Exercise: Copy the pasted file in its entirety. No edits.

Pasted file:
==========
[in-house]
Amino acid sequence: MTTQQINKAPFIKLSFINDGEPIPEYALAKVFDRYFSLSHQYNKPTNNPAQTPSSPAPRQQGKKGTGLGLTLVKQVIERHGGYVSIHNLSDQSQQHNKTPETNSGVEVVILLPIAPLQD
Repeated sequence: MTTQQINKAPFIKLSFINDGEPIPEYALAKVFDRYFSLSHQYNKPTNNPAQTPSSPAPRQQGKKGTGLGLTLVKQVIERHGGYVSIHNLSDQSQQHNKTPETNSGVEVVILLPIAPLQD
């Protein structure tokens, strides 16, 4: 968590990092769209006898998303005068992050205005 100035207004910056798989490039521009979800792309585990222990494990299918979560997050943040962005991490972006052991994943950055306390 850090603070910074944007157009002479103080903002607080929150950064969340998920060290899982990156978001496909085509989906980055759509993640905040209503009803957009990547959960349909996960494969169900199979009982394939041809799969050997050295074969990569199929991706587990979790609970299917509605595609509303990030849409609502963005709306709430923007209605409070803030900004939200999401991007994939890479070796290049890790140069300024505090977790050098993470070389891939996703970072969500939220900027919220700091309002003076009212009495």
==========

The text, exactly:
[in-house]
Amino acid sequence: MTTQQINKAPFIKLSFINDGEPIPEYALAKVFDRYFSLSHQYNKPTNNPAQTPSSPAPRQQGKKGTGLGLTLVKQVIERHGGYVSIHNLSDQSQQHNKTPETNSGVEVVILLPIAPLQD
Repeated sequence: MTTQQINKAPFIKLSFINDGEPIPEYALAKVFDRYFSLSHQYNKPTNNPAQTPSSPAPRQQGKKGTGLGLTLVKQVIERHGGYVSIHNLSDQSQQHNKTPETNSGVEVVILLPIAPLQD
């Protein structure tokens, strides 16, 4: 968590990092769209006898998303005068992050205005 100035207004910056798989490039521009979800792309585990222990494990299918979560997050943040962005991490972006052991994943950055306390 850090603070910074944007157009002479103080903002607080929150950064969340998920060290899982990156978001496909085509989906980055759509993640905040209503009803957009990547959960349909996960494969169900199979009982394939041809799969050997050295074969990569199929991706587990979790609970299917509605595609509303990030849409609502963005709306709430923007209605409070803030900004939200999401991007994939890479070796290049890790140069300024505090977790050098993470070389891939996703970072969500939220900027919220700091309002003076009212009495």